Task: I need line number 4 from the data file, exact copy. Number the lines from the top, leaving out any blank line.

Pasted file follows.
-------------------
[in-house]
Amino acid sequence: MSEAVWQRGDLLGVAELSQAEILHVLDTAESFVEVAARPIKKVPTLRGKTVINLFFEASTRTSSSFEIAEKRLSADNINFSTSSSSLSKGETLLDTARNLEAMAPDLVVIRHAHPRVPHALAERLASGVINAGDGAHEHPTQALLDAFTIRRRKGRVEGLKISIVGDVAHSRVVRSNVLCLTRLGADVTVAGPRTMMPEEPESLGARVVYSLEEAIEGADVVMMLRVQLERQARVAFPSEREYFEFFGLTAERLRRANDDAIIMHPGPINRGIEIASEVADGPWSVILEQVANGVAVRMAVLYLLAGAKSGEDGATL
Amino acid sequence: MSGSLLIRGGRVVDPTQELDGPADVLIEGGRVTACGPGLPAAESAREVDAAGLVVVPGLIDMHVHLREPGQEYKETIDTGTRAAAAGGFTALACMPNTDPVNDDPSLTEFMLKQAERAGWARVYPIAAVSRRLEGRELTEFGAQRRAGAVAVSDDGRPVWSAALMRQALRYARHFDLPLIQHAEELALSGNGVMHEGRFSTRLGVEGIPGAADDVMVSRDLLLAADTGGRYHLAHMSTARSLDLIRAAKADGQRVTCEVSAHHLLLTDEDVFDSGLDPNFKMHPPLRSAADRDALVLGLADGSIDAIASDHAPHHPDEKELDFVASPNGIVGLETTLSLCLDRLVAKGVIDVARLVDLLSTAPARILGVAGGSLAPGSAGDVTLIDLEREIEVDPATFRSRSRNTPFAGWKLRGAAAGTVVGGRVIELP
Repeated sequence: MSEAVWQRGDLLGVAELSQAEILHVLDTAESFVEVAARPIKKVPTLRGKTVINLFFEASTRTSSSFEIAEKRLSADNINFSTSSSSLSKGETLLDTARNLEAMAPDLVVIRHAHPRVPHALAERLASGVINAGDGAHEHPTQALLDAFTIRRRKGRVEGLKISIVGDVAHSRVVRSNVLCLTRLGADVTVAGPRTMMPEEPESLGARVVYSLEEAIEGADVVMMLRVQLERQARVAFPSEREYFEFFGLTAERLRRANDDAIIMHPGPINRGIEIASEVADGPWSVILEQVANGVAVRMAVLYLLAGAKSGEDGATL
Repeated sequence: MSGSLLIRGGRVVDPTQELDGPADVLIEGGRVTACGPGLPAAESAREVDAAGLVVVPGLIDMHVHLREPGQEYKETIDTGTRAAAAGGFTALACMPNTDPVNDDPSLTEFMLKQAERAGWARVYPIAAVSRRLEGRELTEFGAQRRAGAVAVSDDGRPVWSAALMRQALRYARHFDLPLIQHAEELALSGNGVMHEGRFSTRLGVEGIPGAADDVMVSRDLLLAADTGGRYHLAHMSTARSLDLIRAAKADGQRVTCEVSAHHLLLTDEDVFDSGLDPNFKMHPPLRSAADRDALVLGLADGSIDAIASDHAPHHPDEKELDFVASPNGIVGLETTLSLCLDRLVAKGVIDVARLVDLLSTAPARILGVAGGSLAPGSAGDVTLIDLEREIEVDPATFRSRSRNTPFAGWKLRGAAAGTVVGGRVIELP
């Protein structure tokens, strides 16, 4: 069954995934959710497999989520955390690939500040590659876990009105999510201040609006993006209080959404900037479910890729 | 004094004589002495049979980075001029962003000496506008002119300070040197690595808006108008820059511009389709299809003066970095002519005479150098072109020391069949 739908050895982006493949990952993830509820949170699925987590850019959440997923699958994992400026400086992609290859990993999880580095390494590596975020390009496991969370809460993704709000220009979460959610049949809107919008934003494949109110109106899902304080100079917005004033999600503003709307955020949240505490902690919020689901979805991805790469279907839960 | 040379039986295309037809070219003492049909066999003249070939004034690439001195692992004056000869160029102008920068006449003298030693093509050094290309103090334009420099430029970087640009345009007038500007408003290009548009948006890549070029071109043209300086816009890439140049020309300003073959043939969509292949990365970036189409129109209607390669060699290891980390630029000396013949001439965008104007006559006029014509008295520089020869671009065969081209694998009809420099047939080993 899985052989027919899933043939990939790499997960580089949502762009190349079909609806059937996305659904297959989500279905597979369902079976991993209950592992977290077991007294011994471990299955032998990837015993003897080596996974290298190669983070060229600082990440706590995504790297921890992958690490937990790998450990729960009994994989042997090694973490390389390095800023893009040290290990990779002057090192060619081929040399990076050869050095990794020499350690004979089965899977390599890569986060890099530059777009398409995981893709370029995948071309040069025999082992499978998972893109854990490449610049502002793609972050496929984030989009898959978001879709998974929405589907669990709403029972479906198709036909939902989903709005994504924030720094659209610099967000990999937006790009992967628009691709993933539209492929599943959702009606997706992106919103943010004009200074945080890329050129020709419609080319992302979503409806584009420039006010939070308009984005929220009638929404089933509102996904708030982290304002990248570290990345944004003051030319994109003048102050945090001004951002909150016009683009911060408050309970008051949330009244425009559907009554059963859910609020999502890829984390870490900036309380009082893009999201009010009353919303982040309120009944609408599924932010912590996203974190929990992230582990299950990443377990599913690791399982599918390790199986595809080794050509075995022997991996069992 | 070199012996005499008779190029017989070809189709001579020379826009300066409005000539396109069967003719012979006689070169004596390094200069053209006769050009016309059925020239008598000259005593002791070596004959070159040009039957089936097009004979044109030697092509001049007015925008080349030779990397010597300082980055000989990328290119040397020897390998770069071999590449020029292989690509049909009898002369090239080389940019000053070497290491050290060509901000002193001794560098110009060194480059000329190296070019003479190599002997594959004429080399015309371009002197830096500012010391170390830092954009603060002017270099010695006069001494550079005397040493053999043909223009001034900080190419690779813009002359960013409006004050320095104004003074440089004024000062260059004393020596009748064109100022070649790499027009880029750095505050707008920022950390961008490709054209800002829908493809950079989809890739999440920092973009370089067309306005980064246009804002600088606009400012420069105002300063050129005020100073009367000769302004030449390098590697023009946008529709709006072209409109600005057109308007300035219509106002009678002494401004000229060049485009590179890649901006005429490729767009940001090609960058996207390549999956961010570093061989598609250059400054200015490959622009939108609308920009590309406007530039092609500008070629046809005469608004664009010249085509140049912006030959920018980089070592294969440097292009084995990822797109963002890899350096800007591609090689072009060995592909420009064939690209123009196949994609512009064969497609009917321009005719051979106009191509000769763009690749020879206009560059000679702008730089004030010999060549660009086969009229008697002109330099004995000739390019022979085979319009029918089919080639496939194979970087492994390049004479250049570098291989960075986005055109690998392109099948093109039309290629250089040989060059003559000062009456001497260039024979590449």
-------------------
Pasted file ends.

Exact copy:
Repeated sequence: MSEAVWQRGDLLGVAELSQAEILHVLDTAESFVEVAARPIKKVPTLRGKTVINLFFEASTRTSSSFEIAEKRLSADNINFSTSSSSLSKGETLLDTARNLEAMAPDLVVIRHAHPRVPHALAERLASGVINAGDGAHEHPTQALLDAFTIRRRKGRVEGLKISIVGDVAHSRVVRSNVLCLTRLGADVTVAGPRTMMPEEPESLGARVVYSLEEAIEGADVVMMLRVQLERQARVAFPSEREYFEFFGLTAERLRRANDDAIIMHPGPINRGIEIASEVADGPWSVILEQVANGVAVRMAVLYLLAGAKSGEDGATL